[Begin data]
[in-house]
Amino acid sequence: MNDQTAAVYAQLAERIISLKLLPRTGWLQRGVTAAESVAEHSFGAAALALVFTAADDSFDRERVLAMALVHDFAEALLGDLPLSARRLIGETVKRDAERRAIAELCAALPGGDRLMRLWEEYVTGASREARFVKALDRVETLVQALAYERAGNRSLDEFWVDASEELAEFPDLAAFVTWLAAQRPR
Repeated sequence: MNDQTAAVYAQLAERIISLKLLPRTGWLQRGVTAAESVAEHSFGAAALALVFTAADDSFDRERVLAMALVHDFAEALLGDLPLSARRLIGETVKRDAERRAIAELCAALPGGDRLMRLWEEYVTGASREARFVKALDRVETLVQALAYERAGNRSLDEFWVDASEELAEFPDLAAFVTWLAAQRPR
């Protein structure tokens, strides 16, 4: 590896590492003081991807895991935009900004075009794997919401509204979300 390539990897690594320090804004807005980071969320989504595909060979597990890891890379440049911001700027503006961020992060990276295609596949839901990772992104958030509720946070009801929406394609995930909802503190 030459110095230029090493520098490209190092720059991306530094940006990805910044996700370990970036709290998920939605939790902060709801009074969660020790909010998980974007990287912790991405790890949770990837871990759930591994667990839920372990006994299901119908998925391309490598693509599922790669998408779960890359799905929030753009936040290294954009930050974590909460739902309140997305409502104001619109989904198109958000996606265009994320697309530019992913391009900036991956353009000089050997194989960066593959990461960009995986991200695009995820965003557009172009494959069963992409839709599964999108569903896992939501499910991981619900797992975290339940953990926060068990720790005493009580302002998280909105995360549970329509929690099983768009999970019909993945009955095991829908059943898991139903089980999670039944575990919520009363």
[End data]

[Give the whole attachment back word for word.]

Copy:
[in-house]
Amino acid sequence: MNDQTAAVYAQLAERIISLKLLPRTGWLQRGVTAAESVAEHSFGAAALALVFTAADDSFDRERVLAMALVHDFAEALLGDLPLSARRLIGETVKRDAERRAIAELCAALPGGDRLMRLWEEYVTGASREARFVKALDRVETLVQALAYERAGNRSLDEFWVDASEELAEFPDLAAFVTWLAAQRPR
Repeated sequence: MNDQTAAVYAQLAERIISLKLLPRTGWLQRGVTAAESVAEHSFGAAALALVFTAADDSFDRERVLAMALVHDFAEALLGDLPLSARRLIGETVKRDAERRAIAELCAALPGGDRLMRLWEEYVTGASREARFVKALDRVETLVQALAYERAGNRSLDEFWVDASEELAEFPDLAAFVTWLAAQRPR
């Protein structure tokens, strides 16, 4: 590896590492003081991807895991935009900004075009794997919401509204979300 390539990897690594320090804004807005980071969320989504595909060979597990890891890379440049911001700027503006961020992060990276295609596949839901990772992104958030509720946070009801929406394609995930909802503190 030459110095230029090493520098490209190092720059991306530094940006990805910044996700370990970036709290998920939605939790902060709801009074969660020790909010998980974007990287912790991405790890949770990837871990759930591994667990839920372990006994299901119908998925391309490598693509599922790669998408779960890359799905929030753009936040290294954009930050974590909460739902309140997305409502104001619109989904198109958000996606265009994320697309530019992913391009900036991956353009000089050997194989960066593959990461960009995986991200695009995820965003557009172009494959069963992409839709599964999108569903896992939501499910991981619900797992975290339940953990926060068990720790005493009580302002998280909105995360549970329509929690099983768009999970019909993945009955095991829908059943898991139903089980999670039944575990919520009363």